BY KENNETH NYANGANI
Chimanimani residents who had been moved to safe areas ahead of the anticipated devastating effects of Cyclone Chalane have started moving out of evacuation centres with the last batch expected to go back to their homes today.
The move brings relief to the government that was apparently struggling to feed the villagers in the safe havens.
There were fears that Chimanimani would be hit hard by the Tropical Cyclone Chalane which appeared to have taken both the path and characteristics of Cyclone Idai which wreaked havoc in the area in March 2019, leaving a trail of destruction while killing hundreds of people.
The government yesterday confirmed the new development to The Standard.
Heavy rains pounded Nyanga with strong winds on Friday night and there were reports of panic among villagers as the rainfall recorded up to 70 millilitres.
Mutare had recorded 42 millilitres while Chimanimani got less than 30 millilitres when the downgraded tropical depression hit Zimbabwe according to the metrological services department.
Manicaland Provincial Development Coordinator and Civil Protection Unit chairperson Edgar Seenza said villagers in Chimanimani urban had already gone back to their respective areas.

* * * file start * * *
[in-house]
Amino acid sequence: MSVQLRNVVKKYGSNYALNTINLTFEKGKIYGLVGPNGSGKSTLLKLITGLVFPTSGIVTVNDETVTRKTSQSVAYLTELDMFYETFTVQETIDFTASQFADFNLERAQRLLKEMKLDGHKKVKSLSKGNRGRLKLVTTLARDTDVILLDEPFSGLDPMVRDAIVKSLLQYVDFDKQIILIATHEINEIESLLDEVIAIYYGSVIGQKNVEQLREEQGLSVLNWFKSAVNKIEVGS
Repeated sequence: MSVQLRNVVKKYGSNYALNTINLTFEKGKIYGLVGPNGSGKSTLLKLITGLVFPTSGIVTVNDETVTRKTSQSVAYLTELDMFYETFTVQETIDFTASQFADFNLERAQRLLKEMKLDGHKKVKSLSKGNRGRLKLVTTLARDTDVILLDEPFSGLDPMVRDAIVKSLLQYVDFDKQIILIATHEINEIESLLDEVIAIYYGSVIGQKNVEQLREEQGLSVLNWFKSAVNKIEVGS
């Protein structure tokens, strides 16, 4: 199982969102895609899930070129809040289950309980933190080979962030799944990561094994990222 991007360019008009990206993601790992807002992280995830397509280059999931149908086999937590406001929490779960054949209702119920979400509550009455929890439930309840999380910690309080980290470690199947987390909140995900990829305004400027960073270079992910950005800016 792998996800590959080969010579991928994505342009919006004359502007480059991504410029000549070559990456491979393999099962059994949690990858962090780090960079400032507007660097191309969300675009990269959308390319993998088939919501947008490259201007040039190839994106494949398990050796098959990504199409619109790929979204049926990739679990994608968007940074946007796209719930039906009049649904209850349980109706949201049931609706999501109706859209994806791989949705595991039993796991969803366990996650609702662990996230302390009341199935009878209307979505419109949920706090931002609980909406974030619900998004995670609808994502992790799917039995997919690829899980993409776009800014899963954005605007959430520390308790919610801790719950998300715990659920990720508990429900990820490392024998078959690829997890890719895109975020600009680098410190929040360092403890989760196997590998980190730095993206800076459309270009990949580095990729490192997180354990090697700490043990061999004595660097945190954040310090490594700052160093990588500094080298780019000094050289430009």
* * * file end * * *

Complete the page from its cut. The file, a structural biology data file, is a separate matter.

“People are starting to move out from the evacuation centres since the tropical depression has passed Zimbabwe. In Chimanimani urban they have since gone back to their respective areas,” he said.
“Those housed at Mutambara High School, mostly Ngangu villagers, are expected to move out of the evacuation centre tomorrow (today),” he said.
“We are also expecting to move people out of St Patricks the same day with those at Mutambara High School.”
Seenza yesterday said he had received a disturbing report of heavy rains in Nyanga.
“I have just been told that last night on Friday , there were heavy rains in Nyanga. The area recorded 70 millilitres of rainfall and there were strong winds,” he said.
“I am yet to receive a report of any destruction, but I will be briefed later. I am urging people in Nyanga not to panic because these are normal rains.”